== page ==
It kicks off with a - some might say "retro" but it's best not to - 15-strong selection of hors d'oeuvres that are available at £3 each or £8.50 for three. Leigh describes them as "lovely little nibbles" - dishes such as caponata or salsify fritters a mackerel teriyaki with cucumber salad being as modish as it gets. It then moves into "lengthy fishy starters", his particular favourite being his pike boudin - please don't call it a signature dish - before moving on to a selection of omelettes and soups.
"With the main courses the main feature is that the fish is very simple - steamed or grilled, with a choice of sauces - and the meat almost all comes from the rôtisserie and will be on view," he explains. "That gives me scope to do a very wide ranging menu of game and various meats in season, a fantastic roast chicken and various roasts of the day such as leg of veal, stuffed kid, rabbit, suckling pig"
With the meat out on display, diners will be able to experience the theatre of seeing a lobster, a leg of mutton or a chicken, flame-roasted on a spit. This approach also gives Leigh a great place from which to survey what, for the first time in his career, will actually be his own restaurant.
For afters there's a selection of fruit, ice-creams and sorbets, classic puddings such as apple charlotte and sherry trifle and a European cheese selection. The menu, printed daily, also features daily lunch specials, a set two-course lunch table d'hôte for £12.50 and a different roast each evening.
Another re-imagined blast from the past is the cover charge, something that has been widely abandoned - apart from establishments set up by Corbin and King. "For that, customers get a tablecloth, bread, the finest unsalted butter, some form of nibble - whether it's an olive or a radish - and a carafe of filtered water on the table when they sit down. So they'll end up paying a good deal less than if we did the usual water trick, although we'll have nice, proper bottled water if people want it," Leigh says. "I'm anticipating a certain amount of criticism for charging everyone £1.50. But when you think about it, mineral water has become a cover charge of sorts."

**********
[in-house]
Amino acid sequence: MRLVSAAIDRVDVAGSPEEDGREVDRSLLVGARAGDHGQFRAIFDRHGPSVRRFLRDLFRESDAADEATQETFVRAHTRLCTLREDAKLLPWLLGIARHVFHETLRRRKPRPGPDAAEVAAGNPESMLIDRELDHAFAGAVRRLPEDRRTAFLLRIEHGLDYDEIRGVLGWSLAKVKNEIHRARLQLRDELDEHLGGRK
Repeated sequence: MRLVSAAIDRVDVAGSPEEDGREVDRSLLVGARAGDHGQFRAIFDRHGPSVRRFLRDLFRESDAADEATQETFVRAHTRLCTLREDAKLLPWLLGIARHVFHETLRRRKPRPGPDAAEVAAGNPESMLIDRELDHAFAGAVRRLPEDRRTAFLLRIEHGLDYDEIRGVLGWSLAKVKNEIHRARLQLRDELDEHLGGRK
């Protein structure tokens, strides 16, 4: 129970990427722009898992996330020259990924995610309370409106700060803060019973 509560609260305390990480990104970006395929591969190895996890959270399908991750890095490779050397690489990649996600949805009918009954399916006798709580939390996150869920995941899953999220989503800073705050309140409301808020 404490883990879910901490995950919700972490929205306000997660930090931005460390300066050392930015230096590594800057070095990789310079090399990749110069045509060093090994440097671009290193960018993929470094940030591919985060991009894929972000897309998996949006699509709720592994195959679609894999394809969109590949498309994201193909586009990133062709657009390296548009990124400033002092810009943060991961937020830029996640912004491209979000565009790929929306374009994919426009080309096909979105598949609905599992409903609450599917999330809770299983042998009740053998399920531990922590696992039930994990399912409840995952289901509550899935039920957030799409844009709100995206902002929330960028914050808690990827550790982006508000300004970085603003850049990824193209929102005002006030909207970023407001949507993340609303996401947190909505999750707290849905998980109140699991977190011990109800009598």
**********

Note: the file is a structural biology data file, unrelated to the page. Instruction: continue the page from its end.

Although he has made a big effort to use as much British produce as possible, he doesn't adhere to the currently fashionable mantra that British is always best.
"Meat and poultry will almost entirely be British - with exceptions such as Languedoc chicken, the odd kid and squab pigeon. But I'm happy to bring produce in from Rungis. I'm European, it's Le Café Anglais, it's an Anglo-French restaurant. France, after all, is only a department of Britain," he pauses, his smile suddenly dissolving in irritation. "If somebody in Britain could grow and deliver lettuces that compared to those I can get from Rungis I'd take them, but I'm not going to buy British rubbish. I can't get anybody in Britain to grow salsify on a regular basis, or witloof endive. It's hard enough to get them to grow a decent artichoke. I think the standard of market gardening and vegetable production in Britain is still lamentable."